KEY DATA: PPI: +0.4%; Goods: +0.5%; Goods less Food and Energy: +0.1%; Services: +0.3%/IP: +0.2%; Manufacturing: +0.1%
IN A NUTSHELL: “The rise in wholesale consumer product costs may not lead to a large rise in inflation, but the upward trend needs to be watched.”
WHAT IT MEANS: As long as inflation remains well contained, the Federal Reserve can provide unlimited support to the economy. We have seen a steady, but slow, upward drift in the inflation rate and the June data on wholesale costs indicate that the trend will likely continue. The Producer Price Index rose sharply but much of that came from a jump in energy costs. We already know that the upsurge in petroleum prices has already unwound so the headline rise in July will likely be lower. But as usual, the real information is in the details and they tell a somewhat different story. Costs at the finished goods levels are beginning to show some real signs of rising inflation. Finished consumer goods prices have increased by over 3% during the past year even when you exclude energy. Finished consumer food costs have jumped nearly 5%. While not all of those increases make their way into retail prices, a lot do and that argues for additional pressure on consumers. Services costs, though, have been more contained, increasing just under 2% over the year.
On the manufacturing front, output rose modestly in June, but that doesn’t tell the whole story. The industrial sector rebounded from a terrible January, posting strong gains over the next four months. Even with the limited increase in June, manufacturing production increased at a nearly 7% pace during the second quarter. Despite a weather-restricted 1.4% first quarter increase, manufacturing output is rising at a better than 4% pace this year and that is an indication the economy is picking up steam. Construction activity was solid in June and the output numbers were backed up by a jump in the National Association of Homebuilders’ Index which hit its highest level since January. The winter is finally over as far as builders are concerned.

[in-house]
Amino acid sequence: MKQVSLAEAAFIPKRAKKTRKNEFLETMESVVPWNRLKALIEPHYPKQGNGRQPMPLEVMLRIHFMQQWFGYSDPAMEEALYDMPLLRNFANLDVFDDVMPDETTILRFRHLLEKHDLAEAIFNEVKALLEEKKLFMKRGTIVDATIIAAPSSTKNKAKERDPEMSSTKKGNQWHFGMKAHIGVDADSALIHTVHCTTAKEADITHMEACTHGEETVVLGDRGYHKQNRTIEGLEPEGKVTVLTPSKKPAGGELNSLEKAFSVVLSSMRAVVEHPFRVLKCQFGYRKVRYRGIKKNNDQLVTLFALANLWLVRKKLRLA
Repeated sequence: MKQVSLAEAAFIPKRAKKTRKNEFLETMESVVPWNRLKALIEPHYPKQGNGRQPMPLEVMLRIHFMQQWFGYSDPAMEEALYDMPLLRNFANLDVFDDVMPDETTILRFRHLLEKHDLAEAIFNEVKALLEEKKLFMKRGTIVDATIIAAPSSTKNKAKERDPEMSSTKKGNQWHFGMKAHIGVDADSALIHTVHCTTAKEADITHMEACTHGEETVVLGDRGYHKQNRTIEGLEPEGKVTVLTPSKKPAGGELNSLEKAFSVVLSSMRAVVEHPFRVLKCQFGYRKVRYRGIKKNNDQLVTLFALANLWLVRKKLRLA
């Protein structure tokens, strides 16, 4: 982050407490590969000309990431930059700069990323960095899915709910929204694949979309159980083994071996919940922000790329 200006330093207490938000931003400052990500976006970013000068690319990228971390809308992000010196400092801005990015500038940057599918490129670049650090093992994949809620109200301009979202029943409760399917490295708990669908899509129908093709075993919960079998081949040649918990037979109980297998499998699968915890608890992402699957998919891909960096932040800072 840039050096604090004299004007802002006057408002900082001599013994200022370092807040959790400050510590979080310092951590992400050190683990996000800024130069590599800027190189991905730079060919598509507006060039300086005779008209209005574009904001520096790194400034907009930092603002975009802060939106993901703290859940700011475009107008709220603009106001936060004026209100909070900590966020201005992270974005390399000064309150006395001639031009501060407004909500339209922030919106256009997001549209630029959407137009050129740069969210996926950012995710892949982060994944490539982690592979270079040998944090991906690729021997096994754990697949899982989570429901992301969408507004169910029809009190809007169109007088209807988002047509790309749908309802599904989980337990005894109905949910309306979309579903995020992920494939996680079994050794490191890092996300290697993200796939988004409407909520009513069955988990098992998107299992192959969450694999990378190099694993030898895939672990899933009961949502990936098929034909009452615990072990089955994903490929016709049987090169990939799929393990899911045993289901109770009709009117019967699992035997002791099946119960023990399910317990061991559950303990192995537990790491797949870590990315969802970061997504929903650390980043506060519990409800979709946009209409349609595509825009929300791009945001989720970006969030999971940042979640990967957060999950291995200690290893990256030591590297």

MARKETS AND FED POLICY IMPLICATIONS: It is hard to get worked up over any producer price report as the pathway from wholesale to retail is hardly direct and frequently goes nowhere. But the increases in finished goods costs are a warning that the days of putting inflation in the back of our minds may be coming to an end. We are not talking about high inflation, just rising inflation. We have seen that in the both the Consumer Price Index and Personal Consumption Expenditure Price Index. The CPI is now over 2% while the PCE is closing in at that level, though excluding food and energy they are still below the Fed’s target. The Fed probably wouldn’t mind a little acceleration in inflation. It is a lot higher that they worry about. Right now there is little reason to fret but that may not be the case in by the end of the year. Investors will probably not think much about today’s data as they are really non-threatening.